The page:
2.5.3  Opportunity  Hypotheses  

Opportunity   factors   are   usually   seen   as   external   influences   only.   However,   it   is   the   argument   of   this   paper   that   they   can   be   divided   into   both   internal   and   external   opportunity   factors.   Opportunity   factors   can   be   internal   in   that   any   opportunity   has   within  it  the  need  for  the  consumer  to  recognize  it  as  an  opportunity  before  he  or  she  is   able  to  take  advantage  of  it.  As  mentioned  in  the  delimitation,  the  focus  of  this  paper  is   only   to   deal   with   the   internal   factors   and   influences   of   behavior   and   the   hypotheses   concerning  opportunity  will  thus  only  deal  with  the  internal  aspect.  

As  pointed  out  in  the  literature  review,  consumers  are  generally  willing  to  make  ethical   and  sustainable  consumption  choices  when  it  does  not  mean  that  they  have  to  go  out  of   their   way   to   do   so.   However,   consumers   need   to   be   both   motivated   and   posses   the   ability  to  take  advantage  of  any  opportunity  before  actual  behavior  can  be  carried  out.  

On   the   other   hand,   they   do   also   need   to   perceive   any   such   opportunity   as   meaningful   (Cervellon   &   Wernerfelt,   2012;   Hiller   Connell,   2011)   in   order   to   take   advantage   of   it.  

This  is  what  Thøgersen  (2010)  refers  to  as  an  “efficacy-­‐related  negative”  influence.  Even   though  a  sustainable  product  option  is  available  where  the  costumer  shops  it  also  needs   to  be  available  at  the  right  price  and  quality  (Joergens,  2006)  in  order  to  constitute  an   actual  opportunity.    

Based  on  this,  the  following  hypotheses  have  been  developed:  

Hypothesis   3a   (H3a):   Consumer   have   to   perceive   the   action   of   acting   in   a   sustainable   manner   when   purchasing   sustainable   fashion   products   as   meaningful   in   order   for   them   to   actually   do   so.   If   they   do   not   perceive   it   to   make  a  difference  then  they  will  not  engage  in  it.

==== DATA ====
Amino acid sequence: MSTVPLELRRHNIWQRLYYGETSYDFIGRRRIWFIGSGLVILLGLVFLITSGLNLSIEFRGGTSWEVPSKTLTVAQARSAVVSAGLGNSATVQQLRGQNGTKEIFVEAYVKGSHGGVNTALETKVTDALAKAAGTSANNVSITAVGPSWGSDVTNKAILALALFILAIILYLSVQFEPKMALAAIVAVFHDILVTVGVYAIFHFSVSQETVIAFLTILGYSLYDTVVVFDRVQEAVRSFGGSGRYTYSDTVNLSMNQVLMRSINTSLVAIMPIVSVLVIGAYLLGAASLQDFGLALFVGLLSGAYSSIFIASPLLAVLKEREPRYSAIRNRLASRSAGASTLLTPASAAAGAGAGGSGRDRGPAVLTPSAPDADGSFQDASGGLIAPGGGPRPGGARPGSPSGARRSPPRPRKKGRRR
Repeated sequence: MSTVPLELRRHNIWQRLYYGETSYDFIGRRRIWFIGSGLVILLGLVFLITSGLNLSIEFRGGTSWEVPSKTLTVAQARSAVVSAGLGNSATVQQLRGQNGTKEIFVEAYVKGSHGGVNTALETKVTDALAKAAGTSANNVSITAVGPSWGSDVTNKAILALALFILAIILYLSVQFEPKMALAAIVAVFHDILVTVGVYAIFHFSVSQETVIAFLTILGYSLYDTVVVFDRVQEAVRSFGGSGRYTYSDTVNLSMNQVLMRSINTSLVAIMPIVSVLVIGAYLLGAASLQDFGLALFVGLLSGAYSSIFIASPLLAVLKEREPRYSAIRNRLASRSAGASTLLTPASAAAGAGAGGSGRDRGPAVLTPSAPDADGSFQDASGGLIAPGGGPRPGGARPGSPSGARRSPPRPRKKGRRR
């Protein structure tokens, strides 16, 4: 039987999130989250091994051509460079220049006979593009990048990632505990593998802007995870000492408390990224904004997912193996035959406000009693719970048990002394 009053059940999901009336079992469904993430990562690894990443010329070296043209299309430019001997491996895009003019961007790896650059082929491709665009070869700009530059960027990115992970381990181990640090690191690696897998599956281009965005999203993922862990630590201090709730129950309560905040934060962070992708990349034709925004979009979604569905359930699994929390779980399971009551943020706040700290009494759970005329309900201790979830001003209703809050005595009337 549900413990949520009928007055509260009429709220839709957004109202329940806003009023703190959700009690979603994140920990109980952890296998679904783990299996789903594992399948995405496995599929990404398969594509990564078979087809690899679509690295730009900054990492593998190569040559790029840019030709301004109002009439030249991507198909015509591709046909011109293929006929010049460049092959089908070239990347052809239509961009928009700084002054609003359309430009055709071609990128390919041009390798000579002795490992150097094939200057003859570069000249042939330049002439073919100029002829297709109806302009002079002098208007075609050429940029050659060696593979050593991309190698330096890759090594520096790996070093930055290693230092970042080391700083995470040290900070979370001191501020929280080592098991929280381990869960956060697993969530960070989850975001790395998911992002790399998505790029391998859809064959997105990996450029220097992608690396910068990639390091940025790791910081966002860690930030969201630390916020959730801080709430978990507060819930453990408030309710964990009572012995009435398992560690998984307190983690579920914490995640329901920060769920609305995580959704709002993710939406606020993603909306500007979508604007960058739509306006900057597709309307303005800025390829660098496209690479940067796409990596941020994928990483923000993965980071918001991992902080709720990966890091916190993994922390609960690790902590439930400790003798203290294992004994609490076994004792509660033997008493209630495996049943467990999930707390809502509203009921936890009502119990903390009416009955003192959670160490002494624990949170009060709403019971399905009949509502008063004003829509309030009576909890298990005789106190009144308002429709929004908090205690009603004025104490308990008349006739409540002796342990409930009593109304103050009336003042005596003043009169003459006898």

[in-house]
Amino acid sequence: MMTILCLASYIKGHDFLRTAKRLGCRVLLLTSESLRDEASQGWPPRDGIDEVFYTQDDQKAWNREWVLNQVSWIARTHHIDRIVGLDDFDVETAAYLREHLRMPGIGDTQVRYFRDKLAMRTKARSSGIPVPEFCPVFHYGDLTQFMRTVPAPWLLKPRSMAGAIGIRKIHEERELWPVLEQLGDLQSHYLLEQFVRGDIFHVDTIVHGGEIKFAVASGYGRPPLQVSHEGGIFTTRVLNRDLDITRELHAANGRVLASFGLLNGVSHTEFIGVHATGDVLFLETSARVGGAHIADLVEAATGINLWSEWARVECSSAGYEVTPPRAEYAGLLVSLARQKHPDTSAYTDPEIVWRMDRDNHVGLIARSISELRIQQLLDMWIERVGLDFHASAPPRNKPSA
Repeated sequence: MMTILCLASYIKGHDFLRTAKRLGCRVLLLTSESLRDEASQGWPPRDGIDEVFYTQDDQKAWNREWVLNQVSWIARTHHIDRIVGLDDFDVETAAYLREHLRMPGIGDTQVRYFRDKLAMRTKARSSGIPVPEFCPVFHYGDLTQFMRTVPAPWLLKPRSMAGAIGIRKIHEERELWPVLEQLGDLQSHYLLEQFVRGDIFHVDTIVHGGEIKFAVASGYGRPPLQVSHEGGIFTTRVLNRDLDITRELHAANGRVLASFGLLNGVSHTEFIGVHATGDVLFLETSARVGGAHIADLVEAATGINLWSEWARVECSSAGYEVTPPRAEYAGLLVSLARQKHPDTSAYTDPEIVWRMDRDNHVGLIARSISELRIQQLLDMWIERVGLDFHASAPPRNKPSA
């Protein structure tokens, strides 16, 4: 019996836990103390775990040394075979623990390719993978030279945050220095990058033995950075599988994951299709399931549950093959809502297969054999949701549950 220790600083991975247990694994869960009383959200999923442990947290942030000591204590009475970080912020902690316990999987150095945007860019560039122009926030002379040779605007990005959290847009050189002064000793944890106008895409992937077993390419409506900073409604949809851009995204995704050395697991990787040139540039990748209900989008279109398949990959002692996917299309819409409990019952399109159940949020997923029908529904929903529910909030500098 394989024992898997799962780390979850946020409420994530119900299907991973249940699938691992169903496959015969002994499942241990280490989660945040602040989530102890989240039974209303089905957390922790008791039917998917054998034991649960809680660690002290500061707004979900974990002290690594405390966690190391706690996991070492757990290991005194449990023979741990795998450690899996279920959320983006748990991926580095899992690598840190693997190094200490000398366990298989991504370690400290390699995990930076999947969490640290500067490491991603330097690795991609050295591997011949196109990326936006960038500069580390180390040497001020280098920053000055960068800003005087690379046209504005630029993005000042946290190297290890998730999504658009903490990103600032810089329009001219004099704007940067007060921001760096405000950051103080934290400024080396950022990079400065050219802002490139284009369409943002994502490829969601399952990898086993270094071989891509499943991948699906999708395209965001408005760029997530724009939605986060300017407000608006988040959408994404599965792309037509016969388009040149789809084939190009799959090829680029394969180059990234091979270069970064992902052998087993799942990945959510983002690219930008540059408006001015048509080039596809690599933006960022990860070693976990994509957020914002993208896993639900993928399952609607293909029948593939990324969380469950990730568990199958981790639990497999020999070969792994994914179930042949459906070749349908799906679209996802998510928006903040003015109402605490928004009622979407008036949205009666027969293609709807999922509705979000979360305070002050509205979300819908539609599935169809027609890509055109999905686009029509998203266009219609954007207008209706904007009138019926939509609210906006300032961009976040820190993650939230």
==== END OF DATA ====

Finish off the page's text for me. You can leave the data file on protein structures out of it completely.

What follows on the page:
Hypothesis   3b   (H3b):   If   consumer   perceive   price   and   quality   levels   as   very   important   they   will   not   be   likely   to   engage   in   sustainable   fashion   purchase   behavior.    





The   methodology   chapter   introduces   the   reader   to   the   methodological   choices   and   considerations   that   make   up   the   research   design   of   this   paper.   In   order   to   develop   a   good   research   design   it   is   also   necessary   to   consider   the   scientific   approach   and   the   theory  of  science  stance,  which  has  been  adopted  in  the  research  for  this  paper.  Next,  an   explanation  of  the  actual  research  design,  including  the  considerations  and  limitations   will  be  presented.  The  data  collection  method  will  thereafter  be  accounted  for  and  the   initial  data  processing  method  and  tools  will  then  be  presented.  Finally,  the  method  of   data  analysis  will  be  considered  and  accounted  for.